lavender

A wing and a prayer

It’s a time of winged things. Summer is taking flight and giving way to autumn. House martins are whirling through thundery air, stocking up on insects before their journey.

In the park, Finley, aged two, is swinging higher and higher – ‘I’m flying …’ Jago, five, is standing still staring at the ground where there is a seething mass of silver wings among the grass. The muggy humid weather has created perfect conditions for flying ants to hatch. The newly emerged young queens and males are spiralling up on sweet-wrapper wings to mate in mid-air. Afterwards the queen bites off her wings, which have served their purpose, and creates a new nest by digging into the soil. The males, having mated, die.

Finley blows the seeds of a dandelion – ‘two, three, six’ and hands me the bare stalk. We examine a stink bug (Coreus marginatus) which has landed on his jeans. A fly sits beside me on the picnic bench. The droning sound of bees blends with distant thunder. In the garden, borage and lavender are straggling everywhere, but I refuse to tidy up as the insects love these plants. Hoverflies, ladybirds, wasps and bees are pinned to every petal.

As we watch the shimmering wings of the ants disappearing into the shadows of the lime trees we hear a loud roaring sound and the Red Arrows fly over in formation. Later is the sad news of the Hawker Hunter crash at Shoreham.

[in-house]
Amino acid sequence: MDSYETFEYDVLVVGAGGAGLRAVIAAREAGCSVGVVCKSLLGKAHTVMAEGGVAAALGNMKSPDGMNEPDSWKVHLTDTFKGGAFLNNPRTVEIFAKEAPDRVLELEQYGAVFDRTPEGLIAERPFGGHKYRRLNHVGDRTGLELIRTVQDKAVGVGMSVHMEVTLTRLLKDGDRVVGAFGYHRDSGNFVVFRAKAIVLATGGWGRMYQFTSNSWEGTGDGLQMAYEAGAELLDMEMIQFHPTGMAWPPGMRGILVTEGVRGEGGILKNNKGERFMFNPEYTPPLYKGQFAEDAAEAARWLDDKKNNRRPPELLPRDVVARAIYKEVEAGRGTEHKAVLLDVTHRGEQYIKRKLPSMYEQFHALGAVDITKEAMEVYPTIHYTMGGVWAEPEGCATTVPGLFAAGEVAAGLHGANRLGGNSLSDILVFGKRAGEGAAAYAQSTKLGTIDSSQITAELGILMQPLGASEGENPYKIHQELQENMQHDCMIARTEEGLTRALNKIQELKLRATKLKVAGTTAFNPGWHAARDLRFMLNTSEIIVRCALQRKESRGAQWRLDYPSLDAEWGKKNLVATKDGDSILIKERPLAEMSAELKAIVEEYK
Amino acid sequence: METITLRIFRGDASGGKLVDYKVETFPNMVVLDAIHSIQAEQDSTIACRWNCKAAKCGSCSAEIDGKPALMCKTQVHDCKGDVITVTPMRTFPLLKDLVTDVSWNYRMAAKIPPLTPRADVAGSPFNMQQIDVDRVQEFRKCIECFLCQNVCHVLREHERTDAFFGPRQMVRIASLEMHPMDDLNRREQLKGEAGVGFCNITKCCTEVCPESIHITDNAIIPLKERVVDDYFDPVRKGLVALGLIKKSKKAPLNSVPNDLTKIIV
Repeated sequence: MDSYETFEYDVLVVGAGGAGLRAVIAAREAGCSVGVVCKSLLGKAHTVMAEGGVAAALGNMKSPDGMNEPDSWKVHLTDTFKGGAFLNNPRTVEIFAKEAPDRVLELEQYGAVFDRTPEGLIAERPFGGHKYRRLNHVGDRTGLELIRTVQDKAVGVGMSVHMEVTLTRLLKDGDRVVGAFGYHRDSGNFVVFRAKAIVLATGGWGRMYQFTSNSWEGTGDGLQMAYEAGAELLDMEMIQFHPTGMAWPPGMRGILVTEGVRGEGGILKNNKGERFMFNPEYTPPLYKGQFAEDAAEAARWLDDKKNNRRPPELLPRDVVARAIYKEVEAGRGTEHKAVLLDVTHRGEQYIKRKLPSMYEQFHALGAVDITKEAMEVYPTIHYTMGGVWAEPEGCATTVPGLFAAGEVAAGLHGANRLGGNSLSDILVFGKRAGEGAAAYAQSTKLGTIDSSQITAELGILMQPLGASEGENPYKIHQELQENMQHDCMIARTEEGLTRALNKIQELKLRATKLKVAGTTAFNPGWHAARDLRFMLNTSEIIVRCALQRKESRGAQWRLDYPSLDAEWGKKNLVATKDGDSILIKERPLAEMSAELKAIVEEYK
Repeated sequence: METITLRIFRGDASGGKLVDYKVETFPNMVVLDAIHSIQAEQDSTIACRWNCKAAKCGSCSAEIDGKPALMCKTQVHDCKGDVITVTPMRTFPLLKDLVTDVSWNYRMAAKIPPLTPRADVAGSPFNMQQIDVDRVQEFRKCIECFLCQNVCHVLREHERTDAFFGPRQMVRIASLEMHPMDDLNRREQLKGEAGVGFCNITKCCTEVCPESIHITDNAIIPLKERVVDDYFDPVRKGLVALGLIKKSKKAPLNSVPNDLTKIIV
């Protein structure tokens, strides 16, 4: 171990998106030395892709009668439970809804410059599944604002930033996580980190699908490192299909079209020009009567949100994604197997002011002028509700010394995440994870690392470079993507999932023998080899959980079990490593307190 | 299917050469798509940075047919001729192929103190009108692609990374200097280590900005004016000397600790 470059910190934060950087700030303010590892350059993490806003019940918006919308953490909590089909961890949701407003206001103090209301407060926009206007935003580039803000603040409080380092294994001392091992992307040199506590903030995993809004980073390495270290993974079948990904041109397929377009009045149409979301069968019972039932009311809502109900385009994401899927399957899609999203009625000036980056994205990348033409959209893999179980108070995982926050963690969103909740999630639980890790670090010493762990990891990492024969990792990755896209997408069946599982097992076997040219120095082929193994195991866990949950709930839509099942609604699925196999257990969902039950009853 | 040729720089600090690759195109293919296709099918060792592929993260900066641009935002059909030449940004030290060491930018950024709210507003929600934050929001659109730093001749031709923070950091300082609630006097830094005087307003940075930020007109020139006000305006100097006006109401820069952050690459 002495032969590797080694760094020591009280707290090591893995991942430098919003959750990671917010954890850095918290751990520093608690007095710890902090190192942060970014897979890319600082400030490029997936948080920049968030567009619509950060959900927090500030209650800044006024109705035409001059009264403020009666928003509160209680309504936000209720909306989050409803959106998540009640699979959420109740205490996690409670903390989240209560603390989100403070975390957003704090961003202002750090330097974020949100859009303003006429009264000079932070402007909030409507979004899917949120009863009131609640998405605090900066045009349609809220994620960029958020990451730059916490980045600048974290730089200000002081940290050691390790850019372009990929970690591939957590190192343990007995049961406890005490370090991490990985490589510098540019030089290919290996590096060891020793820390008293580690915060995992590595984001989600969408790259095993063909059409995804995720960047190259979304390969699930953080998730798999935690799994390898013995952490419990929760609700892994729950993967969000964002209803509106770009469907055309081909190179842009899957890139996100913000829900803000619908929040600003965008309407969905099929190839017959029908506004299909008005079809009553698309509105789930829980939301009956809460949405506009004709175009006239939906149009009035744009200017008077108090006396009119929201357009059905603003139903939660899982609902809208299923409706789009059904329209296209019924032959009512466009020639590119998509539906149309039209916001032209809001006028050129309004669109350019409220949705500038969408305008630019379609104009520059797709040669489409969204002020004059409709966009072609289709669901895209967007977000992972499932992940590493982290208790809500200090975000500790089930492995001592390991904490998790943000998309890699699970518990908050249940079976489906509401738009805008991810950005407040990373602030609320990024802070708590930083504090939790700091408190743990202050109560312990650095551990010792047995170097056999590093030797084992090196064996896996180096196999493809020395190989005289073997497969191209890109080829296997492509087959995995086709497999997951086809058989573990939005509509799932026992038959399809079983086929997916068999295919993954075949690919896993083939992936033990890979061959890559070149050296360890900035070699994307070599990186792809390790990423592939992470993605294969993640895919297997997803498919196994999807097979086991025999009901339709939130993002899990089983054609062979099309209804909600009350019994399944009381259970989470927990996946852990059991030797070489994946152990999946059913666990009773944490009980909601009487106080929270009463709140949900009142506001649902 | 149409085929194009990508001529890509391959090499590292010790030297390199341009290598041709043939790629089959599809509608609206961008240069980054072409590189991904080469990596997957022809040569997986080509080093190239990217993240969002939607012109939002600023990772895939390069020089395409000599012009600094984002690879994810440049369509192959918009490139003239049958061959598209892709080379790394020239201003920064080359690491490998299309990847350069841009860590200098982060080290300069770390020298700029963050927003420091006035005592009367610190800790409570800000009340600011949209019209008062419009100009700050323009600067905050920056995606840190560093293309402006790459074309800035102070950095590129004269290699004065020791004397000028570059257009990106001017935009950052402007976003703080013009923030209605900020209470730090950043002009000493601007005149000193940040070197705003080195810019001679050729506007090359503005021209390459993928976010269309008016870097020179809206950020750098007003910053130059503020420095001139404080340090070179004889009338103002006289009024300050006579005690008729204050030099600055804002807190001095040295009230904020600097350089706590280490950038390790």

Fragments from a notebook

A busy rainless week with glimpses of the natural world from car windows and between social activities – moments like static photos among the hectic movements of an old film.

  •  A huge Meccano-like dragonfly whirring in to land on a bent reed – all angles and joints
  •  The electric blue of damsel flies – migraine flashes in the corner of your eye.
  •  A pond skater making walking-on-water look easy.
  •  A grey heron, so still it could have been a fibreglass decoy – statuesque among the bulrushes, prehistoric, in a time lapse of its own, fused to its reflection.
  •  A tiny newt stubbing fiercely at my finger, unexpectedly strong.
  •  A comma butterfly appliquéd to a path.
  •  A large spider in the attic window – I left him well alone.
  •  Clippings of sage, parsley and lavender – pungently drying in the sun.
  •  Young sparrows chattering incessantly in the bushes.
  •  A green woodpecker on grass in the glow of a red sunset.
  •  House martins spinning high in the evening air.
  •  The smell of sunburnt grass, honeysuckle and warm tarmac while walking home at 11pm.
  •  A full moon drenching the village in liquid light that flowed everywhere.